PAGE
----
#1
Hey all,

I went out today and bought my first harmonica (a little late coming, i know). I bought one in the key of C. My question is, does that mean I have to compose all my songs in the key of C if I wish to use my harmonica in them?? My theory is a little rusty...

Also, apart from Bob Dylan, what other acoustic artists use a lot of harmonica?

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#2
Neil young?
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#3
The key of C or A minor (technically not a key itself, but the notes are exactly the same as those in the key of C). It will easily do a G or Em also. There is no F# in those, but neither is this note on your harmonica. If you leave the F alone, you'll be fine. It is possible to play in other keys, but the more flats and sharps a scale has, the more notes you'll have to avoid playing, up to the point were your harmonica is useless. For example the key of B leaves you with only two notes to play and five to leave out, which is neither practical nor musical.
To be able to play all keys, you should have twelve different harmonica's. You could also consider a chromatic harmonica, but the more you'll have to use the slide, the more tricky it becomes. Even an ace chromatic player like Toots Thielemans never wanders too far from the key of C. Besides; you can't accompany yourself on guitar with a chromatic.
But it's not really necessary to go all the way. For example; playing along with Neil Young's brilliant 'Unplugged' record only takes a C, G and D.

Harmonica is such a common instrument in the blues, country and folk tradition that it is hardly feasable to mention particular artists. Probably a list of American singer-songwriters who don't use this instrument is much shorter.
#4
Wow thanks Marcel Veltman, that helps.

Another question for you: I noticed the harmonica has 10 holes in it, each with their own corresponding note. What notes are each of these? Does sucking and blowing into the harmonica produce the octave of that particular note?

Sorry for my sucky knowledge of harmonicas and music theory - i'm a newb on both.

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#5
Go to this Wikepedia article:
en.wikipedia.org/wiki/Harmonica
It's clear, complete and will learn you that the sequence of notes is not always the same on all sorts of harmonicas. Since yours has ten holes, it's most probably a diatonic blues harp.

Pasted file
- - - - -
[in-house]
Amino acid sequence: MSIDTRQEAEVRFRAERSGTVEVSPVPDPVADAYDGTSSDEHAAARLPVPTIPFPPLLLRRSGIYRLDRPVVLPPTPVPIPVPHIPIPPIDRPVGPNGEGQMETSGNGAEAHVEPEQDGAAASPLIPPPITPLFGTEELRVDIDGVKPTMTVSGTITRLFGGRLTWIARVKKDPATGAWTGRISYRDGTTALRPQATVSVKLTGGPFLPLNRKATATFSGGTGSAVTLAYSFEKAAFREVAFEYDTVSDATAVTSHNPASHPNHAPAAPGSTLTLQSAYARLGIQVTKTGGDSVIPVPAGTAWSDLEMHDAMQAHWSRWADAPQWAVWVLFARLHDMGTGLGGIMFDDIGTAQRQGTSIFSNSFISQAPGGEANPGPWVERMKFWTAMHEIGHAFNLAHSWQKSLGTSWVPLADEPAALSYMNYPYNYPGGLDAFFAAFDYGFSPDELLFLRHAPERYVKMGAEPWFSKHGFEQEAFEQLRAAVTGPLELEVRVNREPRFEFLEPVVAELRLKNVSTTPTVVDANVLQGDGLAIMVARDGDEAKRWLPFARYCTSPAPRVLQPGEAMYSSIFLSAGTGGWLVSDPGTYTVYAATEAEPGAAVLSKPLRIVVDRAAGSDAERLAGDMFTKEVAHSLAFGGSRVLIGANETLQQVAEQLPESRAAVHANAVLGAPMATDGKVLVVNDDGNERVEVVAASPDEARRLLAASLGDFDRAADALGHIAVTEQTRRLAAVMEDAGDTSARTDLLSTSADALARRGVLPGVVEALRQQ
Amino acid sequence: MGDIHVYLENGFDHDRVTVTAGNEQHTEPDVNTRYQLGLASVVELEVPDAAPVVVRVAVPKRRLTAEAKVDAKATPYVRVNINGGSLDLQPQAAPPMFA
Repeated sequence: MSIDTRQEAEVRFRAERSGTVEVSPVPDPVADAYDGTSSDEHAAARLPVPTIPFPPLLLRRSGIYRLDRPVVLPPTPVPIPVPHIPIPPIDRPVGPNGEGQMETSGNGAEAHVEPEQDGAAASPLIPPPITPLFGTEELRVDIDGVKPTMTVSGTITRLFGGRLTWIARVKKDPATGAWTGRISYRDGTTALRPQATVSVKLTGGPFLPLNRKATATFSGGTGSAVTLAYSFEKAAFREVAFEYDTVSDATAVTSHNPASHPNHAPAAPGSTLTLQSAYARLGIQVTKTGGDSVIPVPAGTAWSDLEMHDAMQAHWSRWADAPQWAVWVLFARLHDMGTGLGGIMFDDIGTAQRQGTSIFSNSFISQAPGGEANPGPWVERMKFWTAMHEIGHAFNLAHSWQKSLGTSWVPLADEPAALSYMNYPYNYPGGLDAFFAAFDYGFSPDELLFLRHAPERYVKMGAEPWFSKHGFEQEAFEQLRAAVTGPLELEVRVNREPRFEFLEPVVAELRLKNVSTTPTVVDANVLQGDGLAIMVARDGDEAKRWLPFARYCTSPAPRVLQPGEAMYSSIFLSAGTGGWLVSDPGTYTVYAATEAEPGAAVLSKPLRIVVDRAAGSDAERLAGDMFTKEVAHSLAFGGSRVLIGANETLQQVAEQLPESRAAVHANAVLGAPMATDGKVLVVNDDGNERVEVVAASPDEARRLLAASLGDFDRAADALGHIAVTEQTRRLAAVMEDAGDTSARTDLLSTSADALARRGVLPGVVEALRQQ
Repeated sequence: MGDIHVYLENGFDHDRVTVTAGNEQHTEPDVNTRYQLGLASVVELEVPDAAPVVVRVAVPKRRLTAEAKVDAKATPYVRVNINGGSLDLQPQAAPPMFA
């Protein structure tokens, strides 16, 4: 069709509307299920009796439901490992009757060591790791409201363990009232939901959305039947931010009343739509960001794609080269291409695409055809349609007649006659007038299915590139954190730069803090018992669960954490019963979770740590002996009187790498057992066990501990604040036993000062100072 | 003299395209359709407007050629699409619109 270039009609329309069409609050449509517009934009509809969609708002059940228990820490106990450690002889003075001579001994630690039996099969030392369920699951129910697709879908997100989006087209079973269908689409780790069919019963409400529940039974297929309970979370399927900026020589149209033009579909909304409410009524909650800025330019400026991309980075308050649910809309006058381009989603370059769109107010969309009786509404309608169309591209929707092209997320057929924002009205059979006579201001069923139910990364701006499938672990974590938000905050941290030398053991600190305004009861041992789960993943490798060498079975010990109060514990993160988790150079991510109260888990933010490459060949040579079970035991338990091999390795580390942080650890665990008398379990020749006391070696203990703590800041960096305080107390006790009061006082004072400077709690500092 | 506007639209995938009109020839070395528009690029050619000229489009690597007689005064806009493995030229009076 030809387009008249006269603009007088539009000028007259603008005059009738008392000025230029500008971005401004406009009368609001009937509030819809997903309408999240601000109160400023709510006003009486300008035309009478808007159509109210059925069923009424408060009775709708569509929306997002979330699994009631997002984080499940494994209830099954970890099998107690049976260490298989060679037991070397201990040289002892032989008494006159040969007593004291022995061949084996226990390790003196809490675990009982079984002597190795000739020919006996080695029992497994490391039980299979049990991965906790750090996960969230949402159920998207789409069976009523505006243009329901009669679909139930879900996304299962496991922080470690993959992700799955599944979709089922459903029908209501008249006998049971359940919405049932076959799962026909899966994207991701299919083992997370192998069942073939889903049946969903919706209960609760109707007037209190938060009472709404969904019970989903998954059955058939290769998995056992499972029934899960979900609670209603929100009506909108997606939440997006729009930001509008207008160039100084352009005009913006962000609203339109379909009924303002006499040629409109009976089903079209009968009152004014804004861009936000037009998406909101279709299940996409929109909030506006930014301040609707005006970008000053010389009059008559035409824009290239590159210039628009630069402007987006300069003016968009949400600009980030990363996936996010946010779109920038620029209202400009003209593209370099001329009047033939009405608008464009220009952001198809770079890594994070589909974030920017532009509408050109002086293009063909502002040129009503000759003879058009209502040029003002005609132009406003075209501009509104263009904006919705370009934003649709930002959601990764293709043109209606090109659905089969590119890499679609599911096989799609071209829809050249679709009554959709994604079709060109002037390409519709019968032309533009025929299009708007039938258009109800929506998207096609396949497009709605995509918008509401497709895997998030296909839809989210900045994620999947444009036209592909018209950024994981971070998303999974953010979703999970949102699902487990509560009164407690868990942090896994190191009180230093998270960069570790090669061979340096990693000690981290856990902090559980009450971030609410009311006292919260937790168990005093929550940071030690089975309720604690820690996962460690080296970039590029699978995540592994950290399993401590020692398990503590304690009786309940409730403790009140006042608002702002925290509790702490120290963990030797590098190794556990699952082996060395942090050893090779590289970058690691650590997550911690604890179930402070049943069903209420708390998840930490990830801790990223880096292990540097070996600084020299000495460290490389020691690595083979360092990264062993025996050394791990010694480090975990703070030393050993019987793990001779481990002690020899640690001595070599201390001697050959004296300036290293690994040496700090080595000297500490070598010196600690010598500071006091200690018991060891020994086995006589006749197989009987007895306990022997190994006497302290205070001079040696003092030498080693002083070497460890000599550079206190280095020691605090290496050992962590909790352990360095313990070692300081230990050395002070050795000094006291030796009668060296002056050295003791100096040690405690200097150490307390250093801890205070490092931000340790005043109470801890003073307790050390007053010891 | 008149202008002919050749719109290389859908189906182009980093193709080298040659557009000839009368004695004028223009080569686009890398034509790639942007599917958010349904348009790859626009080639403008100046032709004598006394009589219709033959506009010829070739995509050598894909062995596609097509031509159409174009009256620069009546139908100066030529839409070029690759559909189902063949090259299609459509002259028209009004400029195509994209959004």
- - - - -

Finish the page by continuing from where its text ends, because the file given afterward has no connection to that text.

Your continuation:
However; I find it hardly necessary to know which notes I play on harmonica. It's difficult to distinguish between positions anyway. The little numbers pressed in the body are unreadable when playing and if you keep to the right key, you won't have to worry about patterns to use for skipping the wrong notes, likie one does when playing guitar or keyboards. Play a harmonica like you use your vocal cords; just don't mind.
#6
Also keep in mind that there are 2 ways to play the harmonica. If you want to play folk and blues you will play what is called 2nd position or cross harp. When you play 2nd you want to you a harmonica that is a 5th below the actual key. So if you want to play blues in the key of G then you need to use a harmonica in the key of C and then you bend the notes on the harmonica to match the missing notes in the scale
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#7
yeah wikipedia was going to be my last resort. I just wanted to hear from actual musicians first. Thanks guys!

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#8
Someone posted in a thread a while back all the keys that you can play with a harmonica in...it was handy, I just haven't been able to find it again. Anyone know where I find it?

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#9
It is possible to 'bend' notes on a normal harmonical (i.e not chromatic) to play notes not in the key the harmonica's in, but I'm buggered if I know how or which ones can be bent. Anyone out there who does?
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#10
^the lower the note the easier it is to bend. Bending on a harmonica bends the note down. You can only bend notes when you are sucking in (draw) the better you get at bending the further you can bend notes.

hope that helped
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#11
yeah that does help cord, as always.

How do you go about bending notes? I know it's to do with the muscles in your throat... what do you do with them??

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#12
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#15
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Someone posted in a thread a while back all the keys that you can play with a harmonica in...it was handy, I just haven't been able to find it again. Anyone know where I find it?


No, but this would have been in it.
Take a diatonic harmonica in C. You can blow it over C major and A minor. You can try a little bit of some other scales on it too, as long as you manage skip the wrong notes.
In blues, country and rock, however, the out of scale notes of C major exactly coincide with the in between notes of the G scale, while the most important right notes are to be sucked rather than blown, which makes for easy bendings and vibratos. It is called cross harping and it means that a C harmonica is even better suited to play G blues than a regular G harmonica.
The same goes for all other keys. A D does D major and B minor and can cross harp over the key of A; G will do G, Em and D blues and so on and so further.